That’s why newspapers’ reluctance to print offensive words is so bizarre. If readers cannot ascertain the content of the disputed speech, they cannot decide for themselves whether the speech should be punished. Editors might counter that, by printing “fuck,” they would multiply whatever alleged harm the original “fuck” caused — the harm that was the reason for punishment in the first place. Besides, they might add, even oblique references to “four-letter words” are enough to inform readers of the speech at issue, and thus give them the opportunity to decide whether or not such language should be verboten.

The problem is that, by engaging in self-censorship, newspapers land squarely on one side of the debate: their reticence is a symbol to readers that those naughty words are not to be used or repeated in public. What’s worse, this self-censorship subtly insults readers by painting us as shrinking violets. Surely, the average reader of the New York Times or the Globe has the maturity to stomach a news article containing a “fuck” or “shit” — language heard commonly in homes, on the street, in plays and movies, even in schools and, if one listens closely enough, in churches.

It is a bit comical, not to mention demeaning to readers, to see the lengths newspapers will go to in order to avoid or suppress taboo words. Most amusing were the large number of book reviews praising Harvard Law professor Randall Kennedy’s 2002 work Nigger: The Strange Career of a Troublesome Word, while simultaneously refraining from publishing “the N word” itself.

There is an analogy to the press’s self-censorship in the self-control exercised by cable television and satellite radio, neither of which falls within the FCC’s censorship powers, since neither uses the “publicly owned” airwaves on which the FCC’s broadcast-indecency powers hinge. Many cable-television and satellite-radio stations and networks engage in voluntary “bleeping,” even though they are free to broadcast as they wish. Some of this might be chalked up to a notion of self-imposed taste — but that’s actually a dubious proposition given the often tawdry or inane content of the programming.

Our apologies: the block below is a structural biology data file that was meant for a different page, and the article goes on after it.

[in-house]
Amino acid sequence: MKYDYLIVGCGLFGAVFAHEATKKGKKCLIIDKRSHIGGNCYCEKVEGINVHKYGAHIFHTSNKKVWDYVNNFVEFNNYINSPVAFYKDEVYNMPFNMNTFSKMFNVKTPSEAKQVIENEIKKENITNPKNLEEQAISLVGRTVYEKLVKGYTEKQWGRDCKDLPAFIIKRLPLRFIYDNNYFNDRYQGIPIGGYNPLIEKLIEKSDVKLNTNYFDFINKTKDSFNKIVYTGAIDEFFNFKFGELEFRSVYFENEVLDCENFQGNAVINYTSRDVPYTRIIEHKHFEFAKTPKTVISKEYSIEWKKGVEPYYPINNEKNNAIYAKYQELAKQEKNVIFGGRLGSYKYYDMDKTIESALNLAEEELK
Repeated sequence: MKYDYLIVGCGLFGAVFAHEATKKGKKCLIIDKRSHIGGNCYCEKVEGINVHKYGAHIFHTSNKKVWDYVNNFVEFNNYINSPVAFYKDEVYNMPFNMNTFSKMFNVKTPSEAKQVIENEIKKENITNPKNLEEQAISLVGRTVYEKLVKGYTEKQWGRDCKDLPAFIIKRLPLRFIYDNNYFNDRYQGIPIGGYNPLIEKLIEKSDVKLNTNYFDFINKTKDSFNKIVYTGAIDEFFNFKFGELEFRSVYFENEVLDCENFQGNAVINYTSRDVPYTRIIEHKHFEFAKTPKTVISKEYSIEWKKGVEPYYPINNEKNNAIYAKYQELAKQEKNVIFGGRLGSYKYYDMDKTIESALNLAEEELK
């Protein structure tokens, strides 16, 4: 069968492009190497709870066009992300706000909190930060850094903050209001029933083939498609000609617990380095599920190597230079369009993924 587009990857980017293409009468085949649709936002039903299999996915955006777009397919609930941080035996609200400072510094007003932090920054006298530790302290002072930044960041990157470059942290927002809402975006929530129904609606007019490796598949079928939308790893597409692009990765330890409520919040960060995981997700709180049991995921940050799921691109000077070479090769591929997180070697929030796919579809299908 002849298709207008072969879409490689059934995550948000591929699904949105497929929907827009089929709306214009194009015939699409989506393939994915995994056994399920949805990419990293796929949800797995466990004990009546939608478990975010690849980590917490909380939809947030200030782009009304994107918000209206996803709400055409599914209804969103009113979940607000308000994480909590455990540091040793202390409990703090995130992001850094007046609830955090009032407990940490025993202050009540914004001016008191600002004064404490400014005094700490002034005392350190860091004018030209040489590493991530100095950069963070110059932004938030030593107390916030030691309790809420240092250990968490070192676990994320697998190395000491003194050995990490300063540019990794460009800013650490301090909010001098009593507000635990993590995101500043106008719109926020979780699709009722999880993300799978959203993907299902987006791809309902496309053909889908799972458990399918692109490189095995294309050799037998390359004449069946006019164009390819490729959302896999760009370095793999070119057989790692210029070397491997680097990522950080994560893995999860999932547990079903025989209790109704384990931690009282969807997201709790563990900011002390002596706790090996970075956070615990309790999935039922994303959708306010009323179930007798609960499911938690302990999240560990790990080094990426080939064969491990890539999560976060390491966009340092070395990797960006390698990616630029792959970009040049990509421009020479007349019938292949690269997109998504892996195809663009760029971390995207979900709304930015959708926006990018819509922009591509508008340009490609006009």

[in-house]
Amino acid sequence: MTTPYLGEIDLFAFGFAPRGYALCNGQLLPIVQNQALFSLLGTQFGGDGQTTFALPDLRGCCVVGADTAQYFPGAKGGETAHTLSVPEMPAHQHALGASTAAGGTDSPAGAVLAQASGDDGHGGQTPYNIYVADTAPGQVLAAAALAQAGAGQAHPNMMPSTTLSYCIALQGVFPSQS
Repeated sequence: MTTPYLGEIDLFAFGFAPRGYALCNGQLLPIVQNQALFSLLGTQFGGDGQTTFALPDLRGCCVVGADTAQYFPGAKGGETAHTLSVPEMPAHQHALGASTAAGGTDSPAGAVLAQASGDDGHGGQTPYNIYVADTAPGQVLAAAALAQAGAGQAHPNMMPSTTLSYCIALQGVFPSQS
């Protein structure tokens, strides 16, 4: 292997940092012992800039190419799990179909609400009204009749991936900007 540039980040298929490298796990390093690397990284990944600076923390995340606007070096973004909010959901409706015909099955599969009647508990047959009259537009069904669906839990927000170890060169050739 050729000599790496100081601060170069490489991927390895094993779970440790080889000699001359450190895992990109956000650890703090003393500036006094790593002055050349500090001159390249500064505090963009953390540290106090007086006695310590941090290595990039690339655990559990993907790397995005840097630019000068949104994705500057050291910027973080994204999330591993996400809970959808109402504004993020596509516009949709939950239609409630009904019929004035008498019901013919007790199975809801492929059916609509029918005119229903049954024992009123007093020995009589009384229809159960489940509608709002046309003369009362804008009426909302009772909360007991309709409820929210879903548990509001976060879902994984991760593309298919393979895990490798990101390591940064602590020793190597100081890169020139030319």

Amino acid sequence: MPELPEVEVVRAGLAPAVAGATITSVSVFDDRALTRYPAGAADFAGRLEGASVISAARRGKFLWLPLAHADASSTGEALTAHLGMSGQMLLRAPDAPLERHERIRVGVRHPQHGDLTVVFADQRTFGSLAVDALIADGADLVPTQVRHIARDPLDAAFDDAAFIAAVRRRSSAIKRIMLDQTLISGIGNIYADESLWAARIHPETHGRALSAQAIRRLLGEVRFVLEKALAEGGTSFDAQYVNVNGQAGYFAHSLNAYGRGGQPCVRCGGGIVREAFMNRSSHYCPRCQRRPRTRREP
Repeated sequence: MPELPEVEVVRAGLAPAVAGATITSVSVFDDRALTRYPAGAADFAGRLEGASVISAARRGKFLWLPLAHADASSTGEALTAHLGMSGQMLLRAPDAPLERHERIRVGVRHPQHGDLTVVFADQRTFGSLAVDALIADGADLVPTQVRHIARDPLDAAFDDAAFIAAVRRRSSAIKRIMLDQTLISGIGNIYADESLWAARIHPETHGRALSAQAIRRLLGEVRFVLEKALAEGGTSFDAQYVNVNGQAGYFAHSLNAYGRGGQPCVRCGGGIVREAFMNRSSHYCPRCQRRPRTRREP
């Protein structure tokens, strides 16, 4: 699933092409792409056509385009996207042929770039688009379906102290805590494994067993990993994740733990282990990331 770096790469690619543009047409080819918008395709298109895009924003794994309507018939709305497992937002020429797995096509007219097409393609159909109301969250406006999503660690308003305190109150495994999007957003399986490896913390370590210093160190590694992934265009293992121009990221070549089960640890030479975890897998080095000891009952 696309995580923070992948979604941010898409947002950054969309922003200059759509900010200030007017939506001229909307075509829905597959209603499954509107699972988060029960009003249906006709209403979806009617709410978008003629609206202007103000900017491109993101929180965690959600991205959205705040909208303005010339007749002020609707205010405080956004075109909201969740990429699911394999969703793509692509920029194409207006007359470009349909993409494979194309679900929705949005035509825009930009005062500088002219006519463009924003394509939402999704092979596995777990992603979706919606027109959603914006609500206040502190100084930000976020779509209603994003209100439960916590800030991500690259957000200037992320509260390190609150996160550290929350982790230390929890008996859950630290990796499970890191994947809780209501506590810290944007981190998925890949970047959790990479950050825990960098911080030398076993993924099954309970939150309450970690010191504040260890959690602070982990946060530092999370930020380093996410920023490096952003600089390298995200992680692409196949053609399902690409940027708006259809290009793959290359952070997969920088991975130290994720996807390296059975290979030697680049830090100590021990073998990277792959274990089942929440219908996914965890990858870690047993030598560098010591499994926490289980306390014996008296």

‘Fuck’ and Athol
Maybe this trend toward silly content is inherent to the industry. Comcast SportsNet has run an ad poking fun at the town of Athol, Massachusetts — insert “asshole” joke here — which, according to a Globe report this past week, town officials claim is “even more offensive because the ad requires mispronouncing Athol to make its point.” The Globe, that great arbiter of public decency, declined to print the “asshole” connection, instead reporting that the ad “ridiculed [the town] by linking its name to a similarly sounding vulgarity.”

When the actual words are vital for a full understanding of the story, self-censorship surely must be seen as being against the public interest and a dereliction of the duty of a free press.

Interestingly, the courts have a history of being far less skittish than the press about the use of naughty words. In 1971, when the US Supreme Court reversed Paul Cohen’s “offensive conduct” conviction, for wearing a jacket in the Los Angeles County Courthouse emblazoned with the anti-war slogan “Fuck the Draft,” the justices did not hesitate to repeat in the opinion the message on Cohen’s jacket. After all, to have bleeped the message would have deprived the public, not to mention lawyers and other courts, of vital information as to the extent of free-speech protection.

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